To gain insight into the lifestyle of South Korean monks who practice martial arts moves—but solo—Michael Buckley tries on their underfed life on to see how well it fits.
The tiny temple structure parked on the ridge–top bears some curious murals on the exterior walls. Monks taking flying leaps. Monks posing in fighting stances. Monks with spears, ready to do battle.
These are unlike any other temple murals you will stray across in South Korea, for two reasons. The first is that the ancient temple on this site burned down about twenty years ago. The present structure is entirely rebuilt: the murals are modern. And the second reason: Golgulsa is headquarters for practitioners of Sunmudo—a branch of Zen Buddhism that employs a unique mix of yoga, meditation and martial arts moves.
The Zen tradition of Sunmudo, which traces a long history in Korea, was nearly lost due to adverse circumstances. It was revived in the 1960s, and continues on a small scale. At Golgulsa, about ten monks study under the supervision of the Grand Master. Historically, Korean monks were trained at special temples like this as a fighting force—ready to be called up for patriotic duties. But over time, this particular lineage was alternatively disrupted or forced into secrecy. The practice was banned when the Japanese annexed Korea in 1910, occupying the nation until 1945.
For me, travel is as much about experiences as sights. With a temple stay at Golgulsa in South Korea, you get both: sight and insight. Set in lush greenery here is the oldest cave–temple in Korea, dug straight into a mountain–side to shelter Buddhist statuary. It is thought to be over 1,500 years old. Honeycombing the surrounding area are a dozen smaller recesses. Presiding over all this is a large standing Buddha, carved out of a sheer rock–face.
The setting is extraordinary, but just looking at the temples is superficial. To delve deeper—to find out what goes on behind the scenes—you need to see the temples in action, with monks practicing, and ceremonies in motion. These activities mostly take place in the evening or at dawn, when tourists are not around. That way, distractions are minimized.
Living the Monk's Life
I have checked into Golgulsa for the weekend, along with a handful of other Westerners. Although Golgulsa is exclusively for monks, it accepts visitors of both sexes for short stays, with the proviso that men and women are kept strictly apart—for meals, for lodging, all aspects.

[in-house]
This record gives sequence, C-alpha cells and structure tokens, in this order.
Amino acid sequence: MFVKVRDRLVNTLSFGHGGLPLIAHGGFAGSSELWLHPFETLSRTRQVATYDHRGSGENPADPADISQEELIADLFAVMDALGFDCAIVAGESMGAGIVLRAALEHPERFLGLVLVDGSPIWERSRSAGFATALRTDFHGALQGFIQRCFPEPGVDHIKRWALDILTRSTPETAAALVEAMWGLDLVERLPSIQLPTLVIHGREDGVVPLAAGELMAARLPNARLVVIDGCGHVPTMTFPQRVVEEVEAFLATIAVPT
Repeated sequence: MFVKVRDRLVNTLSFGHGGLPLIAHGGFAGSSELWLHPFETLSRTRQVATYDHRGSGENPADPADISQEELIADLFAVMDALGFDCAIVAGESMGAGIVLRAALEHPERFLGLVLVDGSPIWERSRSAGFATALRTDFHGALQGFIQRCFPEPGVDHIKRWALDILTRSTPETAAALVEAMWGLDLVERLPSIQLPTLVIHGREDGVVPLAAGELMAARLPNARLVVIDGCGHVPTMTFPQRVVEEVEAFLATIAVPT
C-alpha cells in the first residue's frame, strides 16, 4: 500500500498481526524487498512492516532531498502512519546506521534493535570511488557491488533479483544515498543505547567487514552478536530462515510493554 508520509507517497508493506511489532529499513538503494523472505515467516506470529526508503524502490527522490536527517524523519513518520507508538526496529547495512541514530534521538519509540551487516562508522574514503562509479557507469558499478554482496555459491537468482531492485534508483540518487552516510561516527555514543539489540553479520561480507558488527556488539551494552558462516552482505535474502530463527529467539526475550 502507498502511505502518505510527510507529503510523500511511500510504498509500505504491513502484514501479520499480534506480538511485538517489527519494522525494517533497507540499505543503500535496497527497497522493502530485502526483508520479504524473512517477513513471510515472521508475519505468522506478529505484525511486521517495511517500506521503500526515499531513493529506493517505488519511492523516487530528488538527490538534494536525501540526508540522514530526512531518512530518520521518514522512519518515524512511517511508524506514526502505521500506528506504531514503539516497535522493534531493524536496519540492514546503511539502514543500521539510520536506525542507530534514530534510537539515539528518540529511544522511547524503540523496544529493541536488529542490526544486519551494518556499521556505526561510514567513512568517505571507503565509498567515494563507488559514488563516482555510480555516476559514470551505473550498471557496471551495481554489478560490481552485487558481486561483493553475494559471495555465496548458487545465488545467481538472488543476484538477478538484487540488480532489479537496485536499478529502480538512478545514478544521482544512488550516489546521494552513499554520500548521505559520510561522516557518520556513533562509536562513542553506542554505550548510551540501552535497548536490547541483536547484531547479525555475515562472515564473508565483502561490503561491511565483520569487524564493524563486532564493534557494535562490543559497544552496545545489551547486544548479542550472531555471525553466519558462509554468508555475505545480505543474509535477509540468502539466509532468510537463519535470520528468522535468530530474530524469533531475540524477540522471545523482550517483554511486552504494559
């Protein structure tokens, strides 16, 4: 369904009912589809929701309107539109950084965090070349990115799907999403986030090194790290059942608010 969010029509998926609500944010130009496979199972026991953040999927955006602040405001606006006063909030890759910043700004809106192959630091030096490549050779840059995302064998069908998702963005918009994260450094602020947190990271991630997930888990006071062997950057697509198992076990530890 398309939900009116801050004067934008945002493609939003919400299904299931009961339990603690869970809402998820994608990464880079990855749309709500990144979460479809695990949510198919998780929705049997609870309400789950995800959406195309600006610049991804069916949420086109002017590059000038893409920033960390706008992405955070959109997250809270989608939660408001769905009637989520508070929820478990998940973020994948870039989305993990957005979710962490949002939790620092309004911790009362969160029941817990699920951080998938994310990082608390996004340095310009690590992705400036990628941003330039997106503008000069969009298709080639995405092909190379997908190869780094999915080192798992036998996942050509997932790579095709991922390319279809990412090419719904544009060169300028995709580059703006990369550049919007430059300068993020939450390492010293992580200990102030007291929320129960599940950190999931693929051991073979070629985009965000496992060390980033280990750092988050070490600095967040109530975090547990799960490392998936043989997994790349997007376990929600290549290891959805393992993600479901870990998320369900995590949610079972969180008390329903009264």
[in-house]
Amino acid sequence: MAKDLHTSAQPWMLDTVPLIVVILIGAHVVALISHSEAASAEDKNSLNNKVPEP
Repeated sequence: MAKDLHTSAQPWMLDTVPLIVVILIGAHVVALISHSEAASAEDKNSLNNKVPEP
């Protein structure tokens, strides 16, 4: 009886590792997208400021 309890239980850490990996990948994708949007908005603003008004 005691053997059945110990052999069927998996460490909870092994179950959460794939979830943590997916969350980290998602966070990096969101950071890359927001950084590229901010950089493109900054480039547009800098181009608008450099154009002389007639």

Our motley crew comprises Lisa and Martin, Dutch backpackers; Ian, an American teaching English in Seoul, along with his friend Nick, a lawyer visiting from the US; Kimberley, another American teaching English; and Karen, an earnest Canadian who is taking part in some high–powered conference and wants a quiet weekend break from the big city.
On arrival on Saturday afternoon, a Frenchman who has spent considerable time at the temple gives us a brief orientation. He coordinates activities for visitors—apparently because of his command of English. He explains all the arcane temple rules: if you are late for activities, you must do a thousand bows as punishment. Seems a bit harsh.
Dinner is vegetarian, just rice and a few vegetables. A simple meal, bland to the taste and not filling, nor fortifying. The monks are eating in a curtained–off section, hidden from view, which strikes me as decidedly odd.
The evening moves into gear at the main practice hall. At the front sit shaven–headed monks in grey robes, with a few novices in dark–brown robes. Further back are the visitors, wearing orange vests and baggy orange pants supplied by the temple. Sutra chanting proceeds in Korean, but a translation guide is provided.
Evening exercise: the head monk is beating a stick to keep time. We copy the yoga moves being demonstrated up front. The pace picks up, with more strenuous balance poses. The monks move to an outside platform, out of view again. The French instructor takes over. He explains that focus is key. As the intensity mounts, you need to maintain the focus. As a demonstration of this principle, we whirl arms like propellers. Slow at first, to warm up, then much faster, as if about to take off.
He outlines some faster kicking maneuvers—the signature moves of Sunmudo. Combined with balance poses, these are tough to get right. Feeling wiped from the exertion, I stagger back to bed—which consists of a thin quilt on a wooden floor. Lights out at ten.
Meditated Walking in the Forest
Up bright and early, feeling awful. A gong announces that it's 4am. I'm struggling to make my way in the dark, back to the meditation hall for another round of chanting, led by one of the monks. At the conclusion of this, seven bleary–eyed Westerners follow the monk out, bound uphill for the dining hall. He indicates that we are to proceed in single file. There's no particular rush; he is moving in slow motion. This is walking meditation, with the focus on each footstep. In the dawn light, it's a bizarre experience. I'm wondering if I have hallucinated the whole thing and am actually sleep–walking in a trance, like a zombie.
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